Bristol could end up with just one A&E
BRISTOL could end up with just one accident and emergency department as part of plans to rearrange health services across the city.
The Post understands that there have been discussions about the possibility of one of Bristol's A&E departments closing as part of wider discussions over the possible merger of Bristol's two large hospital trusts.
University Hospitals Bristol NHS Foundation Trust, which runs the city centre hospitals, and North Bristol NHS Trust, which is in charge of Southmead and Frenchay, announced last month that they were going to look in more detail at the possibility of a merger with the aim of reducing waste and saving money where their services are currently duplicated.
A spokeswoman for the two trusts said detailed work on the integration has not begun yet.
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She said: "The NHS, like all public sector organisations, is having to manage its costs really carefully while maintaining quality, and this is a real challenge for us all.
"We have to find completely new ways of working, and that might mean as one organisation, together, or separately with a totally different configuration of services – or one or two organisations pretty similar to what we have now. We simply do not know.
"The two trust boards are very sure that whatever the future plan is for healthcare across the city (and beyond) it has to deliver for patients, first and foremost, and it must be secure for services and for finances."
The Post understands that work on the future of A&E would come after more detailed work on the possibility of an overall merger.
The new £430m hospital being built at Southmead would be the most likely site for a single A&E.
A regional trauma centre, which deals with serious head injuries, multiple bone breakages, knife and gun shot wounds is currently based at Frenchay and due to transfer to the new hospital in 2014.
The A&E at Frenchay currently deals with about 65,000 patients a year while Bristol Royal Infirmary's emergency department sees more than 60,000. The city centre hospital trust also deals with heart attack patients who attend the Bristol Heart Institute for emergency treatment.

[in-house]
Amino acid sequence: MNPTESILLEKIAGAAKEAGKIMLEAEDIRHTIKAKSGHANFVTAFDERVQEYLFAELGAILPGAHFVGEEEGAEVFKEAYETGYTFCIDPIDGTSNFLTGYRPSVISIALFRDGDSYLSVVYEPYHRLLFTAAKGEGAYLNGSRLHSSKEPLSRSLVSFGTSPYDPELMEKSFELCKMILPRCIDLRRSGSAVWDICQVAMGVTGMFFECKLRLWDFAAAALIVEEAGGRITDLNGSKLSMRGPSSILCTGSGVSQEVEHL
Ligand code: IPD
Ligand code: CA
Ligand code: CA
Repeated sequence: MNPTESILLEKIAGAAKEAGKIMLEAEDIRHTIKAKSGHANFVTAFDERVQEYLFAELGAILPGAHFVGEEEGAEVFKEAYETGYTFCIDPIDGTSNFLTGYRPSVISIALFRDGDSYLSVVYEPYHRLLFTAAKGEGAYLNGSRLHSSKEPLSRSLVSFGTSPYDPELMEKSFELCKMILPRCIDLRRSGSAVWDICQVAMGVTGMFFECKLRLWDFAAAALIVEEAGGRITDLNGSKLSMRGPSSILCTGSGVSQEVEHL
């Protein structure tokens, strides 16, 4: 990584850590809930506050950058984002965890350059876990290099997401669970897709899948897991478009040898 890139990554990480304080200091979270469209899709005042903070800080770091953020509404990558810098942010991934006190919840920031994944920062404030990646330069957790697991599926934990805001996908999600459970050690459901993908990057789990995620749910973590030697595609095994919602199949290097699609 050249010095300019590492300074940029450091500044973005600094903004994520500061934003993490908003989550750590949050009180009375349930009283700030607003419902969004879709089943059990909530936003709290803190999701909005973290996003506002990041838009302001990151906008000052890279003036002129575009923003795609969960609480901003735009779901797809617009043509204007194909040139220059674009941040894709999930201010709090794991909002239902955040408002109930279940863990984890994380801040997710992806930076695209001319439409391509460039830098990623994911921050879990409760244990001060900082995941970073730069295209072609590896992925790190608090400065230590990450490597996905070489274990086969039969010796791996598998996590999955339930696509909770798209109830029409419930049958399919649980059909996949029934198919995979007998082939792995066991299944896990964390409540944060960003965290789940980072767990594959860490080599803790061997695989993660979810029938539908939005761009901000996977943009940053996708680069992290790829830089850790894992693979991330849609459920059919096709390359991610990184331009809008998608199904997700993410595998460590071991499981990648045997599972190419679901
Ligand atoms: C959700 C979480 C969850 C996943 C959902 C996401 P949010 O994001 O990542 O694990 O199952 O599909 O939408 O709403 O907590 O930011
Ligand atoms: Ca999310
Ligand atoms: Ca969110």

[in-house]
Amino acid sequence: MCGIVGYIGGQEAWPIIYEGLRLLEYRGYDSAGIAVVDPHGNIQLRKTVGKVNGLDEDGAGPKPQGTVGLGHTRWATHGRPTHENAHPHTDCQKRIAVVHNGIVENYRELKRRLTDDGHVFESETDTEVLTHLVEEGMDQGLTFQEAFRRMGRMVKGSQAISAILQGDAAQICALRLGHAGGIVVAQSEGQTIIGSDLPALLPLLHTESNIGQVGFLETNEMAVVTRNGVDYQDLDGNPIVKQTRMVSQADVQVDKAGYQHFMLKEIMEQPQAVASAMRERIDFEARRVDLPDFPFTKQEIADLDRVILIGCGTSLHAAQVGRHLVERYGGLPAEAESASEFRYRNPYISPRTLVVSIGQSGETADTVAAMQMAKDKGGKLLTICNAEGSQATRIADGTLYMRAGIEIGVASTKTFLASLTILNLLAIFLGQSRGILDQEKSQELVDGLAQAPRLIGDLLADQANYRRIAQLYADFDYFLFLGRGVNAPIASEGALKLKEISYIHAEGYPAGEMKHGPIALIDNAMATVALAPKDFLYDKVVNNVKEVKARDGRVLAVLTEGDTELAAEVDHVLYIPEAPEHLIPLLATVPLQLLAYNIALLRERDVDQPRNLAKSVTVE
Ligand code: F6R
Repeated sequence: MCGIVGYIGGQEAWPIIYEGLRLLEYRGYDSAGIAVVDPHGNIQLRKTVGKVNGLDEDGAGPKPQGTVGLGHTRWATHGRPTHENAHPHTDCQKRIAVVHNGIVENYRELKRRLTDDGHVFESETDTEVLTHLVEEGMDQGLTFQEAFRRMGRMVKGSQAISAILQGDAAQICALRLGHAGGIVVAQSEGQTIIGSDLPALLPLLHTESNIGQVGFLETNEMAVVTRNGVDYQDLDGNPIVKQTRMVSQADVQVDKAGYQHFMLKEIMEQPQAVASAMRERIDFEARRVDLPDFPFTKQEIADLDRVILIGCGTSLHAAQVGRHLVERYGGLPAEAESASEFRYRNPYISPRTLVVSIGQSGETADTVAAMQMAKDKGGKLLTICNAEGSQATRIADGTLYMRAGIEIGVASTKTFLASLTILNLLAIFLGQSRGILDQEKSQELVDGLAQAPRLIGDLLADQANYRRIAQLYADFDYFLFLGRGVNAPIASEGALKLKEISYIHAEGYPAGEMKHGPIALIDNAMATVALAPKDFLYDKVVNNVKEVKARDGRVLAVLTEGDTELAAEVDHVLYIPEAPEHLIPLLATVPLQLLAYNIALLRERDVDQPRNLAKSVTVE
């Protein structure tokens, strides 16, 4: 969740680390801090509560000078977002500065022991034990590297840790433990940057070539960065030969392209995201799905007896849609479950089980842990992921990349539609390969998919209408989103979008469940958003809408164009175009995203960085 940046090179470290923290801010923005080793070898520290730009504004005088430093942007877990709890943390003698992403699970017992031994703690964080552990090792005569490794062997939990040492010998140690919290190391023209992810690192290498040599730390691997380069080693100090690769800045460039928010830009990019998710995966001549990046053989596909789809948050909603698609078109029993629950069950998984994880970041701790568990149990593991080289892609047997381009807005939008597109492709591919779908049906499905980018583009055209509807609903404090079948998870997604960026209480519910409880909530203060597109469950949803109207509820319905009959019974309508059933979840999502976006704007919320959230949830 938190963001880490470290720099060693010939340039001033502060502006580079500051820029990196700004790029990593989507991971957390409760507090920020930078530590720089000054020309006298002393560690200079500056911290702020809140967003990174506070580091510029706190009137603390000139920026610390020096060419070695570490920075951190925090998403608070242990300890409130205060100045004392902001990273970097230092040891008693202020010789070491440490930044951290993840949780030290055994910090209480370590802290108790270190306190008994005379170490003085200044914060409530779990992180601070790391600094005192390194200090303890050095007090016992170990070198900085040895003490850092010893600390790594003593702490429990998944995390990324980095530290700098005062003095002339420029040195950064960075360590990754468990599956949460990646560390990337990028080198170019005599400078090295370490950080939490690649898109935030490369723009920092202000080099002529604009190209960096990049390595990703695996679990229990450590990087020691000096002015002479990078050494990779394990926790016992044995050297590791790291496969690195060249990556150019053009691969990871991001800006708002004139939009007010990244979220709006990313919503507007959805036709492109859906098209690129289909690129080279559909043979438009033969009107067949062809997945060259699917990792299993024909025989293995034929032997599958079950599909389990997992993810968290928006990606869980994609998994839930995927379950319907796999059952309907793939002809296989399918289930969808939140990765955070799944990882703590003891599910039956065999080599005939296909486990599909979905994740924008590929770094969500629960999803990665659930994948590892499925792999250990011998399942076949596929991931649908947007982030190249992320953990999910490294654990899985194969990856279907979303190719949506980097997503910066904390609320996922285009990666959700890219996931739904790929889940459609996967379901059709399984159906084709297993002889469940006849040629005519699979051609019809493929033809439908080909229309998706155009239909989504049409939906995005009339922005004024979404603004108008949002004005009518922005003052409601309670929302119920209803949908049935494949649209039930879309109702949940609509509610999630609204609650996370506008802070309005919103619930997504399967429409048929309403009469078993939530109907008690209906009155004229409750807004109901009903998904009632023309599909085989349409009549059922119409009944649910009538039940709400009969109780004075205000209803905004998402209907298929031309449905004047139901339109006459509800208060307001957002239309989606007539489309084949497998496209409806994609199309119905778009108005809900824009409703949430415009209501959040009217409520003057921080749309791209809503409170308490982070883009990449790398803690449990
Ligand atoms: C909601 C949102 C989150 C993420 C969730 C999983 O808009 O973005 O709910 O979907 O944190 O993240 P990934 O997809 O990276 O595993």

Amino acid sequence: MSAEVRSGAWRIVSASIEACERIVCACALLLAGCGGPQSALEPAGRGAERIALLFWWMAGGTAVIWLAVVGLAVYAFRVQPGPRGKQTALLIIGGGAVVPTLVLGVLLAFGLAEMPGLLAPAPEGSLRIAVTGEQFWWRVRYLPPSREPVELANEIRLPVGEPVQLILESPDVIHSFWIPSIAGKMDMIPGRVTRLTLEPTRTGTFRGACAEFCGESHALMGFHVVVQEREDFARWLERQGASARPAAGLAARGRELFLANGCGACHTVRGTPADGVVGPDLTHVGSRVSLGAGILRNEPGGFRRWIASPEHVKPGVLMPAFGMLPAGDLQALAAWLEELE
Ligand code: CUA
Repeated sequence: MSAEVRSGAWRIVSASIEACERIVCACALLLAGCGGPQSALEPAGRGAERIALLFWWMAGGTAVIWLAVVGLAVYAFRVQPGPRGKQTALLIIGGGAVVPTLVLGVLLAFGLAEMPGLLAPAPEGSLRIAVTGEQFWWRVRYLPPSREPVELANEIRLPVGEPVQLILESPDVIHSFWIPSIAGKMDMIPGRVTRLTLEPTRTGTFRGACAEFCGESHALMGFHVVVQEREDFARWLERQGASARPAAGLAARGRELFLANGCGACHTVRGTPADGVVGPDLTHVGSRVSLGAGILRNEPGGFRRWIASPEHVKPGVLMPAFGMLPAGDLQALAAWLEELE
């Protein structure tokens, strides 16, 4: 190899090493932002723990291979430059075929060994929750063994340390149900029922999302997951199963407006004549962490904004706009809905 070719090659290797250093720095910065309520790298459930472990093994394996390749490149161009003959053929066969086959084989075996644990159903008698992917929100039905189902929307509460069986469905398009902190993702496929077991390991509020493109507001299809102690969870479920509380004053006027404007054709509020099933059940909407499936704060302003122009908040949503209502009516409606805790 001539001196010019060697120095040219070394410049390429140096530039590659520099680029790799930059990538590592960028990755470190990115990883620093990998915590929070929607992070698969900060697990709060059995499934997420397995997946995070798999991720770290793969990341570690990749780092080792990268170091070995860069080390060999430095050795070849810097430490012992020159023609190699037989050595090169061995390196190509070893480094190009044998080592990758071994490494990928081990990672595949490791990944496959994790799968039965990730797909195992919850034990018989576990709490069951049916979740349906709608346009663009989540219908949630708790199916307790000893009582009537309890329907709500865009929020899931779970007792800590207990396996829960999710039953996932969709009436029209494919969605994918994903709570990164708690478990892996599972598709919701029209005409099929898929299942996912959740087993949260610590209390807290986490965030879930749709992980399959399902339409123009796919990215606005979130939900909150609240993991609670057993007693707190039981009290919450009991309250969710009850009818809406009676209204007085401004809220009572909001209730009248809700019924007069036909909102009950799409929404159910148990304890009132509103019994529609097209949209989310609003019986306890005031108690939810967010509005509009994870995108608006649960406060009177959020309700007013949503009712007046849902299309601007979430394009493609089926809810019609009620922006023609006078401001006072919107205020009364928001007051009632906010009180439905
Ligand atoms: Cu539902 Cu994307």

A final decision about whether the two trusts should merge is due to be made in January or February and could see the new organisation being created by the end of next year.
The trusts say a merger could simplify the way patients are treated when their care involves more than one hospital in the city and make it easier for service changes to be made across the city.
The health trusts said they could not rule anything out at this stage but that no lists of duplicated services have yet been drawn up for consideration as part of a potential merger.
A project team is being put together to look in more detail at how an integrated organisation would work, following a review led by the vice chancellor of the University of the West of England, Steve West.
The trusts have declined to release the full report, citing commercial confidentiality.
But they said the report concluded that "a combined trust would be better placed to identify savings and operate more effectively with greater operational capacity", as they seek to make an extra £17 million in savings over five years.
A summary of the report prepared for UHBristol's governors said that the two trusts currently suffer from competing organisational interests.
It said benefits to patients from changes in the way services are delivered would be more quickly and fully achieved by a single organisation rather than two. And the risks of a possible merger, including the larger size of an integrated organisation, were expected to be outweighed by the benefits.
Plans to create single urology, breast and head and neck cancer services for the city have already been drawn up but more could be considered as part of a merger of the two organisations.
The hospital trusts told the Post that the clinical case for change would be considered as part of more detailed work over the coming months, "specifically service consolidation, increased flexibility of services, the potential for removing barriers to care and both organisations' strategic vision and ambition".
It is understood that discussions with the trusts and the NHS foundation trust regulator are due to take pace this week.